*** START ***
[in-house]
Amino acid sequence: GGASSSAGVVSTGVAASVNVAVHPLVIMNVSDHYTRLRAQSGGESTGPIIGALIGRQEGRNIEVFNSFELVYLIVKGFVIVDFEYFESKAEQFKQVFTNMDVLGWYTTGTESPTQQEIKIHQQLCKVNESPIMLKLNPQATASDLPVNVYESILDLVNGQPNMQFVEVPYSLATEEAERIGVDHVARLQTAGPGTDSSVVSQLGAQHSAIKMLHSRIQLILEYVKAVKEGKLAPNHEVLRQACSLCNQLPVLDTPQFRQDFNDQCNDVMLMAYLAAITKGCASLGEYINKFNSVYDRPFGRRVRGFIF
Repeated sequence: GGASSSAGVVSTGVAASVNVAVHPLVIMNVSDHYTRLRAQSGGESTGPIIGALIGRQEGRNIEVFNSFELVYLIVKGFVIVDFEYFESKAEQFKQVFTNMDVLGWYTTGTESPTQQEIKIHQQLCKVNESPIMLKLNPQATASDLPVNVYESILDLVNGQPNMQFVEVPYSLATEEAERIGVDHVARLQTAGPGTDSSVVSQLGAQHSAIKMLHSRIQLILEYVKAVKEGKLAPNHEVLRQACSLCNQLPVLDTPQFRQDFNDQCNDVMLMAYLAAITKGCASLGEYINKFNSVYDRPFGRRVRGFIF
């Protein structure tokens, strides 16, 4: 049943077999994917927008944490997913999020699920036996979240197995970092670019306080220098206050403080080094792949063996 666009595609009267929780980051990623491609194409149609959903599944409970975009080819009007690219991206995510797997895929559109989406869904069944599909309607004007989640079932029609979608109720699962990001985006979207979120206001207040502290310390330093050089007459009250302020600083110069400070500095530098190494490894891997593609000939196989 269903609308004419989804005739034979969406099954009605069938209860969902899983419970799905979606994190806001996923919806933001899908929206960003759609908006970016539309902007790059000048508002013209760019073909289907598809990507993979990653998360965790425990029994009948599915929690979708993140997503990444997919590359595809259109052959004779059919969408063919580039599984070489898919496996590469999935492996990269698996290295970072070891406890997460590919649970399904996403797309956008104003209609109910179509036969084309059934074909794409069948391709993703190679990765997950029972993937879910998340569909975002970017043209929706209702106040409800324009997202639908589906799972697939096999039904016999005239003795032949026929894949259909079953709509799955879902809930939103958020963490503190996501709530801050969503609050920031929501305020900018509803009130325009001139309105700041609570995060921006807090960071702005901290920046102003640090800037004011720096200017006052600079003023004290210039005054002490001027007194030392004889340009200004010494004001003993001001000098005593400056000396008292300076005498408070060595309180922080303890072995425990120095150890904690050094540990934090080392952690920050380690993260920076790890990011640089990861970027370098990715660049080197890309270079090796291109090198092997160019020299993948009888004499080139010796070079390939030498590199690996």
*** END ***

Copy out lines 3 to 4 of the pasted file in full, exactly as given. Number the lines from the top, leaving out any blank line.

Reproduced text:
Repeated sequence: GGASSSAGVVSTGVAASVNVAVHPLVIMNVSDHYTRLRAQSGGESTGPIIGALIGRQEGRNIEVFNSFELVYLIVKGFVIVDFEYFESKAEQFKQVFTNMDVLGWYTTGTESPTQQEIKIHQQLCKVNESPIMLKLNPQATASDLPVNVYESILDLVNGQPNMQFVEVPYSLATEEAERIGVDHVARLQTAGPGTDSSVVSQLGAQHSAIKMLHSRIQLILEYVKAVKEGKLAPNHEVLRQACSLCNQLPVLDTPQFRQDFNDQCNDVMLMAYLAAITKGCASLGEYINKFNSVYDRPFGRRVRGFIF
């Protein structure tokens, strides 16, 4: 049943077999994917927008944490997913999020699920036996979240197995970092670019306080220098206050403080080094792949063996 666009595609009267929780980051990623491609194409149609959903599944409970975009080819009007690219991206995510797997895929559109989406869904069944599909309607004007989640079932029609979608109720699962990001985006979207979120206001207040502290310390330093050089007459009250302020600083110069400070500095530098190494490894891997593609000939196989 269903609308004419989804005739034979969406099954009605069938209860969902899983419970799905979606994190806001996923919806933001899908929206960003759609908006970016539309902007790059000048508002013209760019073909289907598809990507993979990653998360965790425990029994009948599915929690979708993140997503990444997919590359595809259109052959004779059919969408063919580039599984070489898919496996590469999935492996990269698996290295970072070891406890997460590919649970399904996403797309956008104003209609109910179509036969084309059934074909794409069948391709993703190679990765997950029972993937879910998340569909975002970017043209929706209702106040409800324009997202639908589906799972697939096999039904016999005239003795032949026929894949259909079953709509799955879902809930939103958020963490503190996501709530801050969503609050920031929501305020900018509803009130325009001139309105700041609570995060921006807090960071702005901290920046102003640090800037004011720096200017006052600079003023004290210039005054002490001027007194030392004889340009200004010494004001003993001001000098005593400056000396008292300076005498408070060595309180922080303890072995425990120095150890904690050094540990934090080392952690920050380690993260920076790890990011640089990861970027370098990715660049080197890309270079090796291109090198092997160019020299993948009888004499080139010796070079390939030498590199690996």